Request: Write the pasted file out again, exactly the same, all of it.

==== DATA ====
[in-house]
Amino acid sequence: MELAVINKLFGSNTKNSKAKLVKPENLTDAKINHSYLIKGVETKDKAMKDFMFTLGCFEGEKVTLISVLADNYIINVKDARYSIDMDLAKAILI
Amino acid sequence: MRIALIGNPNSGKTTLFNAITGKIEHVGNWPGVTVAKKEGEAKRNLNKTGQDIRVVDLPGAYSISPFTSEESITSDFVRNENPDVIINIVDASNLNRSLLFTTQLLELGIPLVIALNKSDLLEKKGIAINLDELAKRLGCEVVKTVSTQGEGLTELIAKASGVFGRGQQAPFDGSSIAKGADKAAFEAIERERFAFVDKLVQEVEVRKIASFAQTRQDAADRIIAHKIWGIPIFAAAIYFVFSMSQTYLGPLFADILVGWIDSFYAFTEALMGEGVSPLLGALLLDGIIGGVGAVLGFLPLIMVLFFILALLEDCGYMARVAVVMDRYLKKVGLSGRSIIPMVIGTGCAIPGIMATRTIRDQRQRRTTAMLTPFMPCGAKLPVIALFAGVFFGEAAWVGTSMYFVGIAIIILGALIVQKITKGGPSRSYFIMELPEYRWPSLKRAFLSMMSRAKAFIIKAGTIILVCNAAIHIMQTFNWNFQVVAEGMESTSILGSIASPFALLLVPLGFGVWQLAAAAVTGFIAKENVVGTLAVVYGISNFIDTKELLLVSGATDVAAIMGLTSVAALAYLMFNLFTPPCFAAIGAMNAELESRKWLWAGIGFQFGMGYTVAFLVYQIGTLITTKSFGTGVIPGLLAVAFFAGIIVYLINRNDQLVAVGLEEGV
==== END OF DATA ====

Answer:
[in-house]
Amino acid sequence: MELAVINKLFGSNTKNSKAKLVKPENLTDAKINHSYLIKGVETKDKAMKDFMFTLGCFEGEKVTLISVLADNYIINVKDARYSIDMDLAKAILI
Amino acid sequence: MRIALIGNPNSGKTTLFNAITGKIEHVGNWPGVTVAKKEGEAKRNLNKTGQDIRVVDLPGAYSISPFTSEESITSDFVRNENPDVIINIVDASNLNRSLLFTTQLLELGIPLVIALNKSDLLEKKGIAINLDELAKRLGCEVVKTVSTQGEGLTELIAKASGVFGRGQQAPFDGSSIAKGADKAAFEAIERERFAFVDKLVQEVEVRKIASFAQTRQDAADRIIAHKIWGIPIFAAAIYFVFSMSQTYLGPLFADILVGWIDSFYAFTEALMGEGVSPLLGALLLDGIIGGVGAVLGFLPLIMVLFFILALLEDCGYMARVAVVMDRYLKKVGLSGRSIIPMVIGTGCAIPGIMATRTIRDQRQRRTTAMLTPFMPCGAKLPVIALFAGVFFGEAAWVGTSMYFVGIAIIILGALIVQKITKGGPSRSYFIMELPEYRWPSLKRAFLSMMSRAKAFIIKAGTIILVCNAAIHIMQTFNWNFQVVAEGMESTSILGSIASPFALLLVPLGFGVWQLAAAAVTGFIAKENVVGTLAVVYGISNFIDTKELLLVSGATDVAAIMGLTSVAALAYLMFNLFTPPCFAAIGAMNAELESRKWLWAGIGFQFGMGYTVAFLVYQIGTLITTKSFGTGVIPGLLAVAFFAGIIVYLINRNDQLVAVGLEEGV